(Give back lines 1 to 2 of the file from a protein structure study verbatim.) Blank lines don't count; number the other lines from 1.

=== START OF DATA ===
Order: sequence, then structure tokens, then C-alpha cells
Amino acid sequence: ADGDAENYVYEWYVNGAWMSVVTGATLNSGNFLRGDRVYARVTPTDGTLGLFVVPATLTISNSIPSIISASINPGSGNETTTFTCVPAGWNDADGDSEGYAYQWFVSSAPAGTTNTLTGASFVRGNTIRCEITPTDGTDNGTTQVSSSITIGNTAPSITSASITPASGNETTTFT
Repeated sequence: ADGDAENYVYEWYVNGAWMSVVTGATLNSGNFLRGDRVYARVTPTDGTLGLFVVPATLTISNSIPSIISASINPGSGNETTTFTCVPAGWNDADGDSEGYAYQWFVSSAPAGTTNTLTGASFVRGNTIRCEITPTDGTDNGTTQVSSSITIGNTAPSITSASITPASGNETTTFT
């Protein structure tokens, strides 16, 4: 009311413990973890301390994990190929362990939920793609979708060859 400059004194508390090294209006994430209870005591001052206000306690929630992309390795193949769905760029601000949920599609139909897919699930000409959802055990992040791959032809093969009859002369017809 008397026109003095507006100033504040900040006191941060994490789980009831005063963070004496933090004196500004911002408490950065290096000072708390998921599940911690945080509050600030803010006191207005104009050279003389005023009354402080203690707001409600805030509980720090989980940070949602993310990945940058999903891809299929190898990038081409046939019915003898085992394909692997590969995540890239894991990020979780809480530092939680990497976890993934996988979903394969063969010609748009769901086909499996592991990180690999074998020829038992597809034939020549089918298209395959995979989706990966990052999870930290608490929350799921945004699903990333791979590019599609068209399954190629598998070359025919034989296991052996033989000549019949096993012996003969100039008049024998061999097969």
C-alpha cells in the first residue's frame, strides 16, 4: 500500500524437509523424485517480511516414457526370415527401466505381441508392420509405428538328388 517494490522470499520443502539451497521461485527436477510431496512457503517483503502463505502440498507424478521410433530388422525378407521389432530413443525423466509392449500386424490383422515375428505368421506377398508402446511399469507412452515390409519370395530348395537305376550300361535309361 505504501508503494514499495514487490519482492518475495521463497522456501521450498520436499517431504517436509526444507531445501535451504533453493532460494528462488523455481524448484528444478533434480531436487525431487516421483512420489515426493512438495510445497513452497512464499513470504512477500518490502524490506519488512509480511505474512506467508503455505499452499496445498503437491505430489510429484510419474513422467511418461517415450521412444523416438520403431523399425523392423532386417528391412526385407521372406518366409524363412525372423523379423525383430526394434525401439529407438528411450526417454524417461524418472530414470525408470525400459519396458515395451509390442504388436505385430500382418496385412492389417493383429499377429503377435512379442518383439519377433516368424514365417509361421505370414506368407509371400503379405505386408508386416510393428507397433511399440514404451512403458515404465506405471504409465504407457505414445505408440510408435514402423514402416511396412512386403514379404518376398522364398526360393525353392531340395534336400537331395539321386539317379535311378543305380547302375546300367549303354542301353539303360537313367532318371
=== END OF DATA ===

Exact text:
Order: sequence, then structure tokens, then C-alpha cells
Amino acid sequence: ADGDAENYVYEWYVNGAWMSVVTGATLNSGNFLRGDRVYARVTPTDGTLGLFVVPATLTISNSIPSIISASINPGSGNETTTFTCVPAGWNDADGDSEGYAYQWFVSSAPAGTTNTLTGASFVRGNTIRCEITPTDGTDNGTTQVSSSITIGNTAPSITSASITPASGNETTTFT